On the second view, (“state as probability”), Schrodinger’s cat is totally unmysterious. When we say “the state of the cat is half alive, half dead”, on this view we just mean “it has a 50% probability of being alive and a 50% probability of being dead”. And the so-called collapse of the wavefunction just corresponds to us looking and finding out which it is. From this point of view, to say that the cat is in a superposition of alive and dead is no more mysterious than to say that Sean is 50% likely to be in his office and 50% likely to be at a conference.
Now, to be sure, probability is a bit philosophically mysterious. Read More
Videos from our Setting Time Aright conference are gradually filtering online, courtesy of the Foundational Questions Institute. Perhaps the very first question that should be asked, of course, is whether the subject of the conference actually exists. So we recruited two well-known partisans on this issue to hash things out. Tim Maudlin is a philosopher of science who has argued forcefully that time is real — and furthermore that the arrow of time is an intrinsic part of reality, not just a byproduct of the low-entropy Big Bang. (Crazy talk.) Julian Barbour is a physicist who is well known for arguing that time doesn’t really exist, we can happily eliminate it from all of our equations of physics. (Even crazier.)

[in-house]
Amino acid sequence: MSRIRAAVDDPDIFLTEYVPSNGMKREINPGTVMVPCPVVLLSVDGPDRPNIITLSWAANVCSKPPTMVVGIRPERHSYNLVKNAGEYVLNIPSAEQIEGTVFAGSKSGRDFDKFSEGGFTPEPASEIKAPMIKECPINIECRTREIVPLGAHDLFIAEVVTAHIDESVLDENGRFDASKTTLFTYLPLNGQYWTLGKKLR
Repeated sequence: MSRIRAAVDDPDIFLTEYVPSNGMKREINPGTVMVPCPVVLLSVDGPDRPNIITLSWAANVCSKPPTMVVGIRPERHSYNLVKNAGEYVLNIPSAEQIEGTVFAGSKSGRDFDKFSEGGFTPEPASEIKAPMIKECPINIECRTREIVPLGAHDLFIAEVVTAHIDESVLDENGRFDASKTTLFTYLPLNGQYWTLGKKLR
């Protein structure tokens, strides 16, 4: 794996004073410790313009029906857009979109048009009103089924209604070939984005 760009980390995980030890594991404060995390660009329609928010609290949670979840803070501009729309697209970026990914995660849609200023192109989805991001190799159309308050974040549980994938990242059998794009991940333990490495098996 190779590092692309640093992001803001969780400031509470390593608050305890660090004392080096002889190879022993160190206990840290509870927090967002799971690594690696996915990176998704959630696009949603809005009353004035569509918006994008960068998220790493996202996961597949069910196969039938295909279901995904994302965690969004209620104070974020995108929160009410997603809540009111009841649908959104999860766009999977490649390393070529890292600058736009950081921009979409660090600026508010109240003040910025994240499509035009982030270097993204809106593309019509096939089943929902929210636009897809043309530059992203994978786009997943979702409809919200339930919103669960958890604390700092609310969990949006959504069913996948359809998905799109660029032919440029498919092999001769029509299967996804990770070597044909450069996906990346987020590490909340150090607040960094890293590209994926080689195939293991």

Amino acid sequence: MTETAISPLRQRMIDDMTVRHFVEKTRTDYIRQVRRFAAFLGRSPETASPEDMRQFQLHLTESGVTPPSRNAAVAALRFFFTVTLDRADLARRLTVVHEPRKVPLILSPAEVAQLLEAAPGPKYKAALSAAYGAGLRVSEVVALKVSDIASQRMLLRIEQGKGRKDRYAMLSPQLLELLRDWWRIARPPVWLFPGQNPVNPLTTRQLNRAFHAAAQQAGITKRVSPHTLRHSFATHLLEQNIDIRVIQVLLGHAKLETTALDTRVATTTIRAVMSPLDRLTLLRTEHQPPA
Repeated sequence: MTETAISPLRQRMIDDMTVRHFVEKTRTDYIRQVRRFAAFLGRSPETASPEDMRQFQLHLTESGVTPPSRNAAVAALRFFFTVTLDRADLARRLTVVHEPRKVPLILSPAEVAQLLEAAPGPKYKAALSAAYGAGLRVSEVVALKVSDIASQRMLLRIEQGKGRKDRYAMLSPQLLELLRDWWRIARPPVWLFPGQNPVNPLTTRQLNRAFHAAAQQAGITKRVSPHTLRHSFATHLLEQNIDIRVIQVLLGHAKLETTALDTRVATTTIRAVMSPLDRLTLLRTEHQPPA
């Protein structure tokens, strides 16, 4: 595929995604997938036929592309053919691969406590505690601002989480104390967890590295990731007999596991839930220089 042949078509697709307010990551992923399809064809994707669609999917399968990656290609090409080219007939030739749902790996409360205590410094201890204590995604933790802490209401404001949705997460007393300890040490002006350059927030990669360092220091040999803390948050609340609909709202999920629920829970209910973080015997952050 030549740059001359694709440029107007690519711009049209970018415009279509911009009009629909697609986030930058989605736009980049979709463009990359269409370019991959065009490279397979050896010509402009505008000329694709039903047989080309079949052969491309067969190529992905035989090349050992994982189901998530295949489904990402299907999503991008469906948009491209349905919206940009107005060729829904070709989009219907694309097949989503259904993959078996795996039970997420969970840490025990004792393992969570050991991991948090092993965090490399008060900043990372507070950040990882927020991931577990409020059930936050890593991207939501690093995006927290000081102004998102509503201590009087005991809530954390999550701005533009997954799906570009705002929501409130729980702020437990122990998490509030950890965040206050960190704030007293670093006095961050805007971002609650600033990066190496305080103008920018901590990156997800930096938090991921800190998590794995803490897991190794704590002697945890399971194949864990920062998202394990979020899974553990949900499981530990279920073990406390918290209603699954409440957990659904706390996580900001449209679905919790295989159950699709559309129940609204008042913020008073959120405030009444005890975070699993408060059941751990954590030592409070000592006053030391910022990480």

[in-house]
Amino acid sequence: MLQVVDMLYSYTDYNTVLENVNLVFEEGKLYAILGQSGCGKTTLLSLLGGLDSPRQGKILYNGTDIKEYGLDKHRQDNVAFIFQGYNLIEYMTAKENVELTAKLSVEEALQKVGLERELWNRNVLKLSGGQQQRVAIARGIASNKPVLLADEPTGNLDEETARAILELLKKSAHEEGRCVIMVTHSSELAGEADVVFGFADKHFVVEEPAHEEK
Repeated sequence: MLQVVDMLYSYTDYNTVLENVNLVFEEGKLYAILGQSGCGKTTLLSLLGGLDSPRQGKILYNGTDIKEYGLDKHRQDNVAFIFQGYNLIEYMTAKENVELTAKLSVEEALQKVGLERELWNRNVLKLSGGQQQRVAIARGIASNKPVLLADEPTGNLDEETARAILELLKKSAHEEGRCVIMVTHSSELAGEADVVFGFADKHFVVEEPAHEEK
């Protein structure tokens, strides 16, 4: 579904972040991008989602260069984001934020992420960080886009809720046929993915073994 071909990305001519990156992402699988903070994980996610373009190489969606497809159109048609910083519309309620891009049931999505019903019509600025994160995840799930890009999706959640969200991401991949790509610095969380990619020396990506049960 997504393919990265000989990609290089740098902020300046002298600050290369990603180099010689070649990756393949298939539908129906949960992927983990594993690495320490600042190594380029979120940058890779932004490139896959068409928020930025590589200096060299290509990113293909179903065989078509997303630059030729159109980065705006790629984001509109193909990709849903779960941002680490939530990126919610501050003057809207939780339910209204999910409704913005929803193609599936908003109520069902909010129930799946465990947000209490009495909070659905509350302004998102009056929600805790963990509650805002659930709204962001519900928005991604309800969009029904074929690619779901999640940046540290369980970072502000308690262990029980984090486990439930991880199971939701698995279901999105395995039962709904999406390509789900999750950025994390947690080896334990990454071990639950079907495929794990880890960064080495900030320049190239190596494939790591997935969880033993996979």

So we asked them to go at it, with a twist: here Tim defends the proposition that time doesn’t exist, while Julian argues that it is real. I was not the only one to conclude that these guys were just as good at arguing this side as the one they actually believed.
Well worth watching — both talks are quite brilliant, in very different ways.
I have my answer (“yes, but not by finding meaning `out there’ in the world”), which I hope to write about more soon. In the meantime, listen to a great conversation between philosophers Owen Flanagan and Alex Rosenberg from Philosophy TV. “What there is, and all there is, are bosons and fermions.”
Both discussants have written really good books. Rosenberg recently came out with The Atheist’s Guide to Reality: Enjoying Life Without Illusions, while I very much enjoyed Flanagan’s earlier book The Really Hard Problem: Meaning in a Natural World.